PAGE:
Liberal Democrats are going to take a run at the Filibuster in January. The have adopted idea that the Senate is not a continuing body and that the rules can be changed with a simple majority of Senators voting in a new Congress, in January, to adopt new rules. This interpretation of the Senate rules ignores the clear rules of the Senate and long tradition of rules being changed with only a 2/3rds vote of Senators.
If the Senate goes forward with this perversion of the Senate’s traditions and explicit rules, conservatives need to take advantage of this opportunity to change the Senate rules to create a multitude of points of order against legislation that infringes on the 2nd Amendment, raises taxes and increases spending, in addition to other ideas.
The first idea that should be deployed by conservatives is to force a vote on the below new rule to protect the Second Amendment rights of all Americans:
Sec. ____. Second Amendment Point of Order. The Standing Rules of the Senate are amended by adding the following point of order: “It shall not be in order for the Senate to consider an Amendment, Bill, Resolution, Motion or Conference Report that infringes on the right of any American to own or use a firearm unless the Senate waives by 2/3rds roll call vote of those sworn to serve the Senate.”
This new rule would be something that would strike fear in the heart of those who despise the natural right, recognized in the Constitution, of Americans to protect themselves with a firearm. It could be followed with a series of other popular items to establish super majority rules to protect against tax increases and an every expanding federal government. If conservatives deploy a series of new ideas for Senate rules, a bullying majority of liberals may have second thoughts about changing Senate rules with a simple majority.
Senator Tom Udall (D-NM), and other Senate liberals, are arguing that the Senate as the right to adopt new rules with a simple majority vote. Udall posted this on his web site.
The Constitution provides a clear way to fix Congress when it isn’t working. Article I, section 5 of the Constitution states that “each House may determine the Rules of its Proceedings.” The Senate must act on this duty and review its rules at the start of the next Congress. At the start of the 112th Congress, I will make a motion on the floor of the Senate to take up and adopt its rules by a simple majority vote.
The explicit rules of the United States Senate forbid changing of the rules by a simple majority vote under Rules 5 and 22.
Senate Rule V states:
The rules of the Senate shall continue from one Congress to the next Congress unless they are changed as provided in these rules.
In other words, the rules of the Senate recognize the Senate as a continuing body. One Senator can’t unilaterally declare that the Senate’s rules don’t continue from congress to congress. According to the explicit rules of the Senate, Senator Tom Udall is wrong on this point.
Senate Rule XXII states:
Notwithstanding the provisions of rule II or rule IV or any other rule of the Senate, at any time a motion signed by sixteen Senators, to bring to a close the debate upon any measure, motion, other matter pending before the Senate, or the unfinished business, is presented to the Senate, the Presiding Officer, or clerk at the direction of the Presiding Officer, shall at once state the motion to the Senate, and one hour after the Senate meets on the following calendar day but one, he shall lay the motion before the Senate and direct that the clerk call the roll, and upon the ascertainment that a quorum is present, the Presiding Officer shall, without debate, submit to the Senate by a yea-and-nay vote the question:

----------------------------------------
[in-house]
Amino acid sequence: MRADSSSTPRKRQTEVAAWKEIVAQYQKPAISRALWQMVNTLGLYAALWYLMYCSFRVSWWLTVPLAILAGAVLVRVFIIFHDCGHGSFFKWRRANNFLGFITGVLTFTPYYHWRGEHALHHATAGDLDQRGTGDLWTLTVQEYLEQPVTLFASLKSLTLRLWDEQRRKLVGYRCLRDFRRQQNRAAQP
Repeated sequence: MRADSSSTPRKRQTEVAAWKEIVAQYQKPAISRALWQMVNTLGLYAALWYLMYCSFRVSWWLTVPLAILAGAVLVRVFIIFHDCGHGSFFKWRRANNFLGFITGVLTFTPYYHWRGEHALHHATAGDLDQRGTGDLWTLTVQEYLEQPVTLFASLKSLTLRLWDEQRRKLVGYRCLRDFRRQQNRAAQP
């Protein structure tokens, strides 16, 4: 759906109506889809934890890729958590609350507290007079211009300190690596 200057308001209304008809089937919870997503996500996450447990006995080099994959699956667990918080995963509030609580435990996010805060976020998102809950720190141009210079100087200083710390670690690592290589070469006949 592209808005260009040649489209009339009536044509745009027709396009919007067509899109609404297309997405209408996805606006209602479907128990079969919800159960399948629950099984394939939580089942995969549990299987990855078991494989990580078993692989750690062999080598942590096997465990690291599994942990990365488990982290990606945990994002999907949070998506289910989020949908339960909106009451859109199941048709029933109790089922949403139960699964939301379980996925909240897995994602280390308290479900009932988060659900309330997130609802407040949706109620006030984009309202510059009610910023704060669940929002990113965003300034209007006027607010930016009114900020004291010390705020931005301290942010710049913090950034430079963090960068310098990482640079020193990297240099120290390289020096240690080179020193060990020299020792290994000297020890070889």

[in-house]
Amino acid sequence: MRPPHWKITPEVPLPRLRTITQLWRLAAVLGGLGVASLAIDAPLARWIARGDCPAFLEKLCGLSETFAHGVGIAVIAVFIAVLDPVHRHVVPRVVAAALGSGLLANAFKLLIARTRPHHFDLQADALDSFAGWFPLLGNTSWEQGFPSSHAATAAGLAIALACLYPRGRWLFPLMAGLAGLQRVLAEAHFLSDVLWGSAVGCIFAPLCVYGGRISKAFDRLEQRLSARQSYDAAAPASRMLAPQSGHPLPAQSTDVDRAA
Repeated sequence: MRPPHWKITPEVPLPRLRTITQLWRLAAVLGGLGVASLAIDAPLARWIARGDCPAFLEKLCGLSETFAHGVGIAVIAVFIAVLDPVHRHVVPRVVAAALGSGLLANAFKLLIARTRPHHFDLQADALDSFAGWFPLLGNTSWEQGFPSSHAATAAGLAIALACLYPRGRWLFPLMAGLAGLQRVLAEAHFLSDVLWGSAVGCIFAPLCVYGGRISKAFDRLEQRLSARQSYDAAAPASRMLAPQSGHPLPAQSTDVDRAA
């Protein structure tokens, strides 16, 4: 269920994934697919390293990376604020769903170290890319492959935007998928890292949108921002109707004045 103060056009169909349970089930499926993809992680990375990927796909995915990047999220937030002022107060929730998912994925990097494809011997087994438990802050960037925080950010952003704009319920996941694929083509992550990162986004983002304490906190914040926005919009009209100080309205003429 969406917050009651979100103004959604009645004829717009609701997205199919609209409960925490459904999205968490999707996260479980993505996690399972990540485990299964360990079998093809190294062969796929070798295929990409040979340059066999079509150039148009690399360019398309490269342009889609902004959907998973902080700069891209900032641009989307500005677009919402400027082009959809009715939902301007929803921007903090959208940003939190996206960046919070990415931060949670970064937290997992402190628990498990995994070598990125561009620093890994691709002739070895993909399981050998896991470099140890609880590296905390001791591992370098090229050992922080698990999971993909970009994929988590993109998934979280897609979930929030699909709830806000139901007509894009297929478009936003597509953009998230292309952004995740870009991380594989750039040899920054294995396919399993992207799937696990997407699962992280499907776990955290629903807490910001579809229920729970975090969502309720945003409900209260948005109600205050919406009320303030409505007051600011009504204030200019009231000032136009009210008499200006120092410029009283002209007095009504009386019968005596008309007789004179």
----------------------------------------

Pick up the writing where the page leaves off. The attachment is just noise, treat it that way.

“Is it the sense of the Senate that the debate shall be brought to a close?” And if that question shall be decided in the affirmative by three-fifths of the Senators duly chosen and sworn — except on a measure or motion to amend the Senate rules, in which case the necessary affirmative vote shall be two-thirds of the Senators present and voting — then said measure, motion, or other matter pending before the Senate, or the unfinished business, shall be the unfinished business to the exclusion of all other business until disposed of.
The rules of the Senate are clear that you need a 2/3rds vote to shut down debate on a rules change of the Senate. There is no exemption recognized at the beginning of a new congress.
The Huffington Post posted a letter from eight proponents of abolishing the filibuster that argues three points. The first is that there is no language in the constitution that enshrines the filibuster.
Many argue that senators have a constitutional right to extend debate. However, there is no explicit constitutional right to filibuster.
There is an explicit constitutional provision that allows both chambers to set up rules of proceeding. The Constitution explicitly states in Article I, Section 5 that “each house may determine the rule of its proceedings.” To argue that the filibuster is unconstitutional would lead to the conclusion that all of the Senate’s rules forcing a super majority votes for points or order, suspension of the rules and the budget rules are all unconstitutional.
The logical conclusion of these liberal constitutional scholar’s arguments would lead to anarchy in the Senate in the opening moments of a new congress. Senators would be allowed to offer amendments that violate the explicit rules of the Senate.
For example, there are explicit rules to be followed before a Senator can offer a Motion to Recommit pursuant to Rule XV that states.